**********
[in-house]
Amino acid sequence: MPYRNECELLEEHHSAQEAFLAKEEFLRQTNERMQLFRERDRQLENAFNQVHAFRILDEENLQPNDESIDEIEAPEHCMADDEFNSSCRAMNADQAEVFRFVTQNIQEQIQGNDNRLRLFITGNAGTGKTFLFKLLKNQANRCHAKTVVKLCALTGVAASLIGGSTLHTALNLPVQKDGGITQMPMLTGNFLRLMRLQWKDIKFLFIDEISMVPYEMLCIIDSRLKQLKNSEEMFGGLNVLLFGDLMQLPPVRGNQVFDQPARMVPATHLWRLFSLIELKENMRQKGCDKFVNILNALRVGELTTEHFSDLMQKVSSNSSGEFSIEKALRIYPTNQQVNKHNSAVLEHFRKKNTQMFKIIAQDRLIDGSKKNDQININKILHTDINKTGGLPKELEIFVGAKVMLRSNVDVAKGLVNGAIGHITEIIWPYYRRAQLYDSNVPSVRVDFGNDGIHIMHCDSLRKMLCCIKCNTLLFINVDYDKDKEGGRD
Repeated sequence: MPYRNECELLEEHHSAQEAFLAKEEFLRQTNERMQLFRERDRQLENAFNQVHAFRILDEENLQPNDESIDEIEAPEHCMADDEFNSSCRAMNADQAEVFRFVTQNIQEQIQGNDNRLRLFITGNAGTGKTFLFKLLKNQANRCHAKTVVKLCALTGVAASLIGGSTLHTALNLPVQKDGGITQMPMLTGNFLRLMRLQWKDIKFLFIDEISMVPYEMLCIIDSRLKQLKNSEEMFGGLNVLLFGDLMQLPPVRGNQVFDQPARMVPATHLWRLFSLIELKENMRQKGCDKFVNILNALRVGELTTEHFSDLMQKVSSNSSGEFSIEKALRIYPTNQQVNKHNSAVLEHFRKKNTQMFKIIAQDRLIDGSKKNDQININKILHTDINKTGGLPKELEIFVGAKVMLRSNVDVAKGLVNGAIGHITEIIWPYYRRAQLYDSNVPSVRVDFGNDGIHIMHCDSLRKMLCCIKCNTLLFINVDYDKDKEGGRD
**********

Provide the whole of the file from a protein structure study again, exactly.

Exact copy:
[in-house]
Amino acid sequence: MPYRNECELLEEHHSAQEAFLAKEEFLRQTNERMQLFRERDRQLENAFNQVHAFRILDEENLQPNDESIDEIEAPEHCMADDEFNSSCRAMNADQAEVFRFVTQNIQEQIQGNDNRLRLFITGNAGTGKTFLFKLLKNQANRCHAKTVVKLCALTGVAASLIGGSTLHTALNLPVQKDGGITQMPMLTGNFLRLMRLQWKDIKFLFIDEISMVPYEMLCIIDSRLKQLKNSEEMFGGLNVLLFGDLMQLPPVRGNQVFDQPARMVPATHLWRLFSLIELKENMRQKGCDKFVNILNALRVGELTTEHFSDLMQKVSSNSSGEFSIEKALRIYPTNQQVNKHNSAVLEHFRKKNTQMFKIIAQDRLIDGSKKNDQININKILHTDINKTGGLPKELEIFVGAKVMLRSNVDVAKGLVNGAIGHITEIIWPYYRRAQLYDSNVPSVRVDFGNDGIHIMHCDSLRKMLCCIKCNTLLFINVDYDKDKEGGRD
Repeated sequence: MPYRNECELLEEHHSAQEAFLAKEEFLRQTNERMQLFRERDRQLENAFNQVHAFRILDEENLQPNDESIDEIEAPEHCMADDEFNSSCRAMNADQAEVFRFVTQNIQEQIQGNDNRLRLFITGNAGTGKTFLFKLLKNQANRCHAKTVVKLCALTGVAASLIGGSTLHTALNLPVQKDGGITQMPMLTGNFLRLMRLQWKDIKFLFIDEISMVPYEMLCIIDSRLKQLKNSEEMFGGLNVLLFGDLMQLPPVRGNQVFDQPARMVPATHLWRLFSLIELKENMRQKGCDKFVNILNALRVGELTTEHFSDLMQKVSSNSSGEFSIEKALRIYPTNQQVNKHNSAVLEHFRKKNTQMFKIIAQDRLIDGSKKNDQININKILHTDINKTGGLPKELEIFVGAKVMLRSNVDVAKGLVNGAIGHITEIIWPYYRRAQLYDSNVPSVRVDFGNDGIHIMHCDSLRKMLCCIKCNTLLFINVDYDKDKEGGRD